Mahi-Mahi or Dorado has a mighty name with an even stronger meaning; in Indian mythology, it means Earth Goddess. The term Mahi in many eastern languages means fish. That is what we know it as here in the great state of Florida.
Mahi-Mahi may be one of if not the most prized offshore, nearshore pelagic game fish. What is not to love? They are gorgeous, with various colors of blues, greens, and yellows. Mahi fish are tenacious fighters that frequently leap when hooked. They also pull very hard so you can appreciate the sound and smoothness of your fishing reel. With all that said, Mahi is hands down my favorite fish to eat; you can prepare their succulent fillets dozens of various ways.
Let's not waste any more time. In this article, I am going to break down everything that you need to know about Mahi fishing. Rigs, techniques, tips, and even ways to prepare them for the dinner table.
Scientific Name - Coryphaena hippurus (common dolphin fish); Coryphaena equiselis (pompano dolphin fish)
Other names - Mahi Mahi, dorado fish, dolphinfish, dolphin
Unique Features - Dorados are brilliant in color, typically bright blue, green, and yellow. They have large dorsal fins that run the full length of their bodies. Large males or bulls have large protruding heads that make them easily distinguishable.
Growth - Extremely fast growers, typically reaching full sexual maturity within 6 to 12 months. The average length is three feet but can grow to six feet and 90lbs.
Life Span - Average life span is 4 to 7 years of age.
Reproduction - Females can lay eggs two to three times per year, and the volume ranges anywhere from 100,000 to1,000,000 eggs each time.
Mahi prefers blue water, typically found in depths of 400 feet or more, usually near floating sargassum grass or floating debris such as logs, trash, etc. The most popular and efficient method to catch dolphin is to troll lures, rigged ballyhoo, and or pitch artificial lures once a school is spotted. Allow me to break down the best trolling lures and rigs for the speedy Mahi.
There are dozens of proven lures that work, but there are a few that stand out among the others. They have a tried and tested track record that produces trophy fish year after year.
Dolphin, when feeding is usually not very picky; if it moves quickly, they will often strike the lure or baitfish. Pitch a live bait in front of a school of Mahi, and it's almost a sure thing. Here are the baitfish that we recommend:
Dolphin Trolling Rod & Reel
When targeting dolphin, you don't need any fancy gear. Believe it or not, most fishermen probably have all that you need. To keep things simple, we recommend a large 8000 size reel spooled with a fifty to a sixty-five-pound braided fishing line on a medium-heavy action rod. A great choice in a spinning reel that is affordable is the Shimano Saragosa; Saragosa reels are bulletproof. They can easily handle most pelagic species that swim the gulf stream or any of the major oceans for that matter. This setup works great for pitching live baits as well. Some anglers prefer conventional, and that is fine; medium-sized lever drag reel, such as the Avet MXL 5.8 MC, is a perfect choice for trolling.
Dolphin Signs - Where to Start Fishing
Okay, so now that you have all the pertinent information needed to catch a mess of dolphin, where do you start applying these techniques once you hit the water? We referenced structure and grass lines early in this article. But there is another major clue that tends to giveaway dolphin location. Have you heard the saying, "Look for the birds"? Looking for the birds is a great indicator and usually suggests that there is bait below. Baitfish have a miserable life; not only do they have to watch what lurks beneath them, but they also have to watch above. Talk about being on edge. Frigate birds are, in my opinion, the best birds to look for, if you see a few frigates, stop and investigate and you are likely to find dolphin close.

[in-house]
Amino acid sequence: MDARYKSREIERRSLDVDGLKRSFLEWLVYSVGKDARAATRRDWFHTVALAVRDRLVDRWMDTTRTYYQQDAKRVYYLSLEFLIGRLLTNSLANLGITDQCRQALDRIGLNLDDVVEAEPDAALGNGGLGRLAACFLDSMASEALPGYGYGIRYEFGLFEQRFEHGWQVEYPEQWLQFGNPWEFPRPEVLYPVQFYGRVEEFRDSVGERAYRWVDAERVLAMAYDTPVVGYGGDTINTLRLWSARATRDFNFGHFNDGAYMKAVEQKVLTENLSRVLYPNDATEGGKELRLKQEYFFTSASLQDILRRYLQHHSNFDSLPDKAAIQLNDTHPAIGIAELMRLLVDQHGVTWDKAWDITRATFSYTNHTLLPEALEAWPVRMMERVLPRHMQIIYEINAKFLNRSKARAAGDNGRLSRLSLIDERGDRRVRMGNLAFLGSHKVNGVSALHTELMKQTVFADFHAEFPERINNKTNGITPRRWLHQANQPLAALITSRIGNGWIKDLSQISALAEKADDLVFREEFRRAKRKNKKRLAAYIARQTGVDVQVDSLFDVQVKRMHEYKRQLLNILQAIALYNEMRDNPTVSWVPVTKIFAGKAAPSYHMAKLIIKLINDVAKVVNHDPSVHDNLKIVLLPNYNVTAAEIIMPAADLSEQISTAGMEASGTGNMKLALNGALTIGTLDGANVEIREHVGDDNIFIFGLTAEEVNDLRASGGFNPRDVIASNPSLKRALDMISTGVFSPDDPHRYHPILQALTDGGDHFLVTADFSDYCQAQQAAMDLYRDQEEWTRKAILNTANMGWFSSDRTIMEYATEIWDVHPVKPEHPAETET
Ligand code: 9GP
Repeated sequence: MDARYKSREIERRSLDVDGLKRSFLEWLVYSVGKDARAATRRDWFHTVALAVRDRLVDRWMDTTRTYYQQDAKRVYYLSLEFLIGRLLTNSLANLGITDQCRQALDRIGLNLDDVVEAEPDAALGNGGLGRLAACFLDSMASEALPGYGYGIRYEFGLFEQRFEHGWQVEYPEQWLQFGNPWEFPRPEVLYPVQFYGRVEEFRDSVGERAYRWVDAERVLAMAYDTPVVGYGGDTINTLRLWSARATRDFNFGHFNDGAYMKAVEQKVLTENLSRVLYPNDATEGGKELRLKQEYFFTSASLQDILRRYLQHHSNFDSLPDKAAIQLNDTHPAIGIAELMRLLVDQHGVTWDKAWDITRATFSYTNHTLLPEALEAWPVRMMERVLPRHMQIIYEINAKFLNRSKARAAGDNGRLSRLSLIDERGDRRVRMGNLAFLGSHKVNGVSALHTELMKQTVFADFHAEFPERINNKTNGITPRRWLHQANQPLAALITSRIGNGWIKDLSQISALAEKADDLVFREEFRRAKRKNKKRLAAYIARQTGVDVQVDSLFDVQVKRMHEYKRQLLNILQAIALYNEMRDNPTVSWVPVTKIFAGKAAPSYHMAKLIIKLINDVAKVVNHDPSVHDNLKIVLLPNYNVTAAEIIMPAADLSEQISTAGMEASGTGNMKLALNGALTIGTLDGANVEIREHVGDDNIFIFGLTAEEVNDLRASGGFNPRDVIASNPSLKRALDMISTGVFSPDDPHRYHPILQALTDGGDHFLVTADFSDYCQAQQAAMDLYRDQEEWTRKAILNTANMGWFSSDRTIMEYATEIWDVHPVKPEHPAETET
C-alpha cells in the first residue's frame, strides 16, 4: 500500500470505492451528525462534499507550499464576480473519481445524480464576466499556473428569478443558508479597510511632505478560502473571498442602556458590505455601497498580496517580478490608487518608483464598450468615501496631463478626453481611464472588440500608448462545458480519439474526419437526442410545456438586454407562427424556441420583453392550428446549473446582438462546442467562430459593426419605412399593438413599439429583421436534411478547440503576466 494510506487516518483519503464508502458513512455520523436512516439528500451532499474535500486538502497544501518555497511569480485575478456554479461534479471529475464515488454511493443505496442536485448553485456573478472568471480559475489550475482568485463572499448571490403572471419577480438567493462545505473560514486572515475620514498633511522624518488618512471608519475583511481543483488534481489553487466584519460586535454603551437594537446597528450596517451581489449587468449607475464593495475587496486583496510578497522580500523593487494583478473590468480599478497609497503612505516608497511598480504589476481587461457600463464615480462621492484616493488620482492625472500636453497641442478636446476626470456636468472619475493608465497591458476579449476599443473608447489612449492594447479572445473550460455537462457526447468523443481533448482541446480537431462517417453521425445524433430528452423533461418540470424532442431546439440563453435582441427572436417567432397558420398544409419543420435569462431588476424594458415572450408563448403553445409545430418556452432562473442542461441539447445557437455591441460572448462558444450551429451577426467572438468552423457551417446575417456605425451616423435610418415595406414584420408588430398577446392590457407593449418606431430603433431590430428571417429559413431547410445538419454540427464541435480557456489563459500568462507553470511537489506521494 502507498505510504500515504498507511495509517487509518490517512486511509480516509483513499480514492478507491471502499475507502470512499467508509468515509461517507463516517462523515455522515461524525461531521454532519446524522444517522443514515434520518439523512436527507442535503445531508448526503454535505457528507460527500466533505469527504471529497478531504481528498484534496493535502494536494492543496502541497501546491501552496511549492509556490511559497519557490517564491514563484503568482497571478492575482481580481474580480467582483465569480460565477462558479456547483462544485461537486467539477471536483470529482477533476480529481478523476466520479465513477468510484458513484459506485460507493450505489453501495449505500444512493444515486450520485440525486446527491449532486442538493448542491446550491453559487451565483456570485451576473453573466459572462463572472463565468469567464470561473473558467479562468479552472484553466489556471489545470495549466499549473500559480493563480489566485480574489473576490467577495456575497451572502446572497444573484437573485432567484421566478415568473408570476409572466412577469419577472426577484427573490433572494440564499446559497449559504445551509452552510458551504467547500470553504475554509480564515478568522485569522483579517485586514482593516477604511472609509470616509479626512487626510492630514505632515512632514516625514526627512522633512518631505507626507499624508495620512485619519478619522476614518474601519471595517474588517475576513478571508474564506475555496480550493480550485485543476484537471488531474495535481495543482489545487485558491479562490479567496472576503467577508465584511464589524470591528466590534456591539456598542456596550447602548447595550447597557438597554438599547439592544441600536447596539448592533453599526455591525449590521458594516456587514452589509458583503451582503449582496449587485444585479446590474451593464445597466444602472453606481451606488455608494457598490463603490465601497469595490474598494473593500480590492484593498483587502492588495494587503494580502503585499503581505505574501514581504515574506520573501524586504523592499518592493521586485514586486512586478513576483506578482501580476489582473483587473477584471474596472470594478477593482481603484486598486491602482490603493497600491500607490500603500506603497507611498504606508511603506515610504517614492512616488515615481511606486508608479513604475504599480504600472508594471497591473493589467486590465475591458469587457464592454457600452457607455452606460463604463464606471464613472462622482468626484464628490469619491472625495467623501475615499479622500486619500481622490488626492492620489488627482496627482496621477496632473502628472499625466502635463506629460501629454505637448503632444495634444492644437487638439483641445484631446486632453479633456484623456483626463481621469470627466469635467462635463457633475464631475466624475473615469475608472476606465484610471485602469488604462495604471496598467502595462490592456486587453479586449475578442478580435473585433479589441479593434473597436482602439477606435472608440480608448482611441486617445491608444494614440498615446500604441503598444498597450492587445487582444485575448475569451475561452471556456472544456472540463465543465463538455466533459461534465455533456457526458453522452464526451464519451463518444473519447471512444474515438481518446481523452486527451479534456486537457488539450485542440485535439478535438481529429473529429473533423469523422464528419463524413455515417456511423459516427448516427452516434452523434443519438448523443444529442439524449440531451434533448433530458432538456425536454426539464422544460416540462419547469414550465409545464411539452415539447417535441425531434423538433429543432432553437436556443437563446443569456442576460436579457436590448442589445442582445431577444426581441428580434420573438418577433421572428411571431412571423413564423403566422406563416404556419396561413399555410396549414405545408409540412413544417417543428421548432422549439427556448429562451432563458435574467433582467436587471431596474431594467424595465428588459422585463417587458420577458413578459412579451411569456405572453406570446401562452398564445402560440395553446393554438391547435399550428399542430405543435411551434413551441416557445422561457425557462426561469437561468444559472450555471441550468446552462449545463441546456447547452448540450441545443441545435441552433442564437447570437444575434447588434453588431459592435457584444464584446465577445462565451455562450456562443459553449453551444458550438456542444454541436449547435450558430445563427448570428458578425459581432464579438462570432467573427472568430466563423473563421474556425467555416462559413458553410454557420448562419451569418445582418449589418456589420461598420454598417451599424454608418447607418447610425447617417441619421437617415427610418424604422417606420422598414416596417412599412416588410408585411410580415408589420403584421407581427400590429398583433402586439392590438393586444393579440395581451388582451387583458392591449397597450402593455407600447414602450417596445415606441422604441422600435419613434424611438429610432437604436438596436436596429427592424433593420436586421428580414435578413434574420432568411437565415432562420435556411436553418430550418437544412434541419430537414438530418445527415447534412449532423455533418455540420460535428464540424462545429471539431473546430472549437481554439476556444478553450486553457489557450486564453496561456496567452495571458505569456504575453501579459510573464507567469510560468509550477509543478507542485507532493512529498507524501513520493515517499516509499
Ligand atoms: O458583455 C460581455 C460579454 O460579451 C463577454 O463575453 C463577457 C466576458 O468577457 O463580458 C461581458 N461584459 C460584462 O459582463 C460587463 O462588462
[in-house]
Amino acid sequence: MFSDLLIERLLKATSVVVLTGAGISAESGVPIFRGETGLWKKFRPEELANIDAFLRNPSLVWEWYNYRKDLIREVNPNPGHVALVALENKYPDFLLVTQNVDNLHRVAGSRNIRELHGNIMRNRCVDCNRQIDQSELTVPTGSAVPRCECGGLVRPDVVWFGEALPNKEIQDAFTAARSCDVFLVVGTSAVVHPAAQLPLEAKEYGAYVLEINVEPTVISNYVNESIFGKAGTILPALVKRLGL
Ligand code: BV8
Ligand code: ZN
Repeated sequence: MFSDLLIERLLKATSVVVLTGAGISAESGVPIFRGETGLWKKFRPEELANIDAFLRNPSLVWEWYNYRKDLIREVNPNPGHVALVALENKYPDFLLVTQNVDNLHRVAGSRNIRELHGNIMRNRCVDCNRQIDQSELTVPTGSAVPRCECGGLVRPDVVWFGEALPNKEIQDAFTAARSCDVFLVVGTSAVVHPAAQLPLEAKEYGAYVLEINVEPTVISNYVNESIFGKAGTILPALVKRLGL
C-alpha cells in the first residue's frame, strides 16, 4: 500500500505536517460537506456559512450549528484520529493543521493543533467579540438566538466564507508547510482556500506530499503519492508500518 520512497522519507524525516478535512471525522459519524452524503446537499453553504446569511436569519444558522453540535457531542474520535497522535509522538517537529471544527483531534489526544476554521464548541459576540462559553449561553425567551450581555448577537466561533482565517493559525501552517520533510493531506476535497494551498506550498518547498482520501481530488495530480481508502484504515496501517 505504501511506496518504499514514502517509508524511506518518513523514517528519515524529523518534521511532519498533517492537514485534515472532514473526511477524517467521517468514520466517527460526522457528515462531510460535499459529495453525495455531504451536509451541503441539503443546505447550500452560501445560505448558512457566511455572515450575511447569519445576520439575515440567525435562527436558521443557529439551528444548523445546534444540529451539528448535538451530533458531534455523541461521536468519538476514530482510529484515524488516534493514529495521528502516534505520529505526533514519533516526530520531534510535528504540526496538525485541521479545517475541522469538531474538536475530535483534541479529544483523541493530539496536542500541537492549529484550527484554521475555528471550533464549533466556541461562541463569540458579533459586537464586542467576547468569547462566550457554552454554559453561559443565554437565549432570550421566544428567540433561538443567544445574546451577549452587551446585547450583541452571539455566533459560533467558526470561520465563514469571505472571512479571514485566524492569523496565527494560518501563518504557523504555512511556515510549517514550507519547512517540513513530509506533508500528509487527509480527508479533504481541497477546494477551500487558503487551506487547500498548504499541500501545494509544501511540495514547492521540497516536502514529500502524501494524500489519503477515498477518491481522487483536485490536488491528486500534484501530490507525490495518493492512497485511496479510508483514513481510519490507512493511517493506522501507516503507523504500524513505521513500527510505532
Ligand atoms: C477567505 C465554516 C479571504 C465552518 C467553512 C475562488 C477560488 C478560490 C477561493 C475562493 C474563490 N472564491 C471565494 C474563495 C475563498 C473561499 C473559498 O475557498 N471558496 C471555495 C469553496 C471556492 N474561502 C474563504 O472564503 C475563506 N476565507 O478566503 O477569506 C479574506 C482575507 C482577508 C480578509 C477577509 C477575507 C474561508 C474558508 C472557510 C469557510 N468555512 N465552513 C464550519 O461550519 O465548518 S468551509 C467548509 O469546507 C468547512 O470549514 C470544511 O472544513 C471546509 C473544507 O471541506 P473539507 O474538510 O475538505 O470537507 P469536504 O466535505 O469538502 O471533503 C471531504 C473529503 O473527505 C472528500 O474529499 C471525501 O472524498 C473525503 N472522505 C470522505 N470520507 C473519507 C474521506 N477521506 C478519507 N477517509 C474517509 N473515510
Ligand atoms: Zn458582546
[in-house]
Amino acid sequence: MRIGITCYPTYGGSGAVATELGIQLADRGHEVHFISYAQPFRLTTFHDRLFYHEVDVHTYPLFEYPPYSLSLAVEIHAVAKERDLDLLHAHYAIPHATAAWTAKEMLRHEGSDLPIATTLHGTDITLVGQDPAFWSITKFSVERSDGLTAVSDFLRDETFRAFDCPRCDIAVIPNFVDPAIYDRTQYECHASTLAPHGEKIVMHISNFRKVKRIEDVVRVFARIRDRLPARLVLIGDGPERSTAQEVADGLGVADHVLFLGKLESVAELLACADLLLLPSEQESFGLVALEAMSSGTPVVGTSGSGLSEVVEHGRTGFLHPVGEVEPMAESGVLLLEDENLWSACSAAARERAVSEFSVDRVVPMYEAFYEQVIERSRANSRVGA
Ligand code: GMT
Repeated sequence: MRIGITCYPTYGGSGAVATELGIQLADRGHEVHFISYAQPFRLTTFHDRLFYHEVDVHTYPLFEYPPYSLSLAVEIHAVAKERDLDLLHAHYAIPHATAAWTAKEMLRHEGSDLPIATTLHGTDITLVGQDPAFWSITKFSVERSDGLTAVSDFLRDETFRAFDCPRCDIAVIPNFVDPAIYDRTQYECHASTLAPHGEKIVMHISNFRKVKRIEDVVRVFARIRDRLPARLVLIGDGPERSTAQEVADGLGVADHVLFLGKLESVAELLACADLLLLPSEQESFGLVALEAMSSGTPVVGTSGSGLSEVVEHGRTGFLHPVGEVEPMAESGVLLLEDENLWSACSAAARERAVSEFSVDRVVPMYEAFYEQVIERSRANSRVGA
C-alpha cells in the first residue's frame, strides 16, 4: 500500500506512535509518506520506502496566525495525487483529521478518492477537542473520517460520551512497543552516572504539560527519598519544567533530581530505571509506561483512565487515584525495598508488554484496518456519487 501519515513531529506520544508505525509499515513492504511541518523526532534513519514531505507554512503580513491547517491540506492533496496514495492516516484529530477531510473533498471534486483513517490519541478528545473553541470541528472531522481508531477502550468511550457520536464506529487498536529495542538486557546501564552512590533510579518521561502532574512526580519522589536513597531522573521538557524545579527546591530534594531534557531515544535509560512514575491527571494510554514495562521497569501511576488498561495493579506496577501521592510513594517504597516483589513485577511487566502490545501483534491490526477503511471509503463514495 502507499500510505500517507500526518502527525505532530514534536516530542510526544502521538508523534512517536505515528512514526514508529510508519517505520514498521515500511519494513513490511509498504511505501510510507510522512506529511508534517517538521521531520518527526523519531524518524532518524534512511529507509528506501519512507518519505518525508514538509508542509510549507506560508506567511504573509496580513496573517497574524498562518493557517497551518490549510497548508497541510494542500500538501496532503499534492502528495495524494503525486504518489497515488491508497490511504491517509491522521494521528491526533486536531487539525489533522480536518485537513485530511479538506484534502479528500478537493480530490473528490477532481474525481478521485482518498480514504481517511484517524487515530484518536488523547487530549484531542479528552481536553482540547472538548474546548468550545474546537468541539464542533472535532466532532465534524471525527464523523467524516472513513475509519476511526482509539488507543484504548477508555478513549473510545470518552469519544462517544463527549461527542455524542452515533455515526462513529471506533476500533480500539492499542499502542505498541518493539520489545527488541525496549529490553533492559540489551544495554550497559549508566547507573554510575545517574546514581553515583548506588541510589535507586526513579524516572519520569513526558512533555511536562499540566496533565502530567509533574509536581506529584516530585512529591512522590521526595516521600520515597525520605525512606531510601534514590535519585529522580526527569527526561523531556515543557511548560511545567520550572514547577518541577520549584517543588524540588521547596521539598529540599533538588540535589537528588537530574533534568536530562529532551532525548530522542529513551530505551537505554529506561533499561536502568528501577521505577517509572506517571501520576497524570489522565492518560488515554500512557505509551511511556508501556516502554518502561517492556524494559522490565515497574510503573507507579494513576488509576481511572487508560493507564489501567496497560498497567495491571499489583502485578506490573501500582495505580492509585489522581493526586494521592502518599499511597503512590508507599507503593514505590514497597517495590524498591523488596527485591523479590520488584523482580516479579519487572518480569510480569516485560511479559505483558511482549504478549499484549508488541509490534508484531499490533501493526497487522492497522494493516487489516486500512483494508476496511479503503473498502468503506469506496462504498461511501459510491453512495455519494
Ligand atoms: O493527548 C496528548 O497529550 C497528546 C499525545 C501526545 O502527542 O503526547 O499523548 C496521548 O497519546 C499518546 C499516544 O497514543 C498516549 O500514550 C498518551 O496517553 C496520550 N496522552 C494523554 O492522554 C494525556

Battling the Fish
You hooked up; now, it's essential to make sure your drag is set correctly, not too tight or loose. Make sure the reel has a smooth drag to help prevent the pulling of hooks. Also, be sure to dip your rod tip when the fish leaps, and this will help keep them from throwing the hook and bait. Sometimes it is practical to keep a fish in the water; doing this prevents the school from leaving and makes it possible to land multiple fish.
You are almost there, and you have a beautiful fish at the boat side. Now its time to gaff the fish, Mahi bleed quite a bit when gaffed, so we recommend shooting for the head and then quickly placing the fish in the cooler or fish box. If you bring the fish aboard, get ready for a blood bath and a long night cleaning the boat at the end of the day. Some people like to bleed their Mahi on the vessel; I allow them to bleed out in the cooler.
Now that you have had all the fun on the water, it doesn't stop there. Mahi makes for fantastic table fare, and there are hundreds of great recipes. I am going to share one of my favorites that I think you will genuinely enjoy.
Start to finish: 20 minutes
Oven: 450 degrees
Makes four servings
We hope you have enjoyed this article and video content, Mahi is excellent for all skill levels, and they are delicious. Get out there and find some fish. If you would like to share tips or tricks that help you on the water, be sure to comment below. Until next time, we will see you on the water.
Comments will be approved before showing up.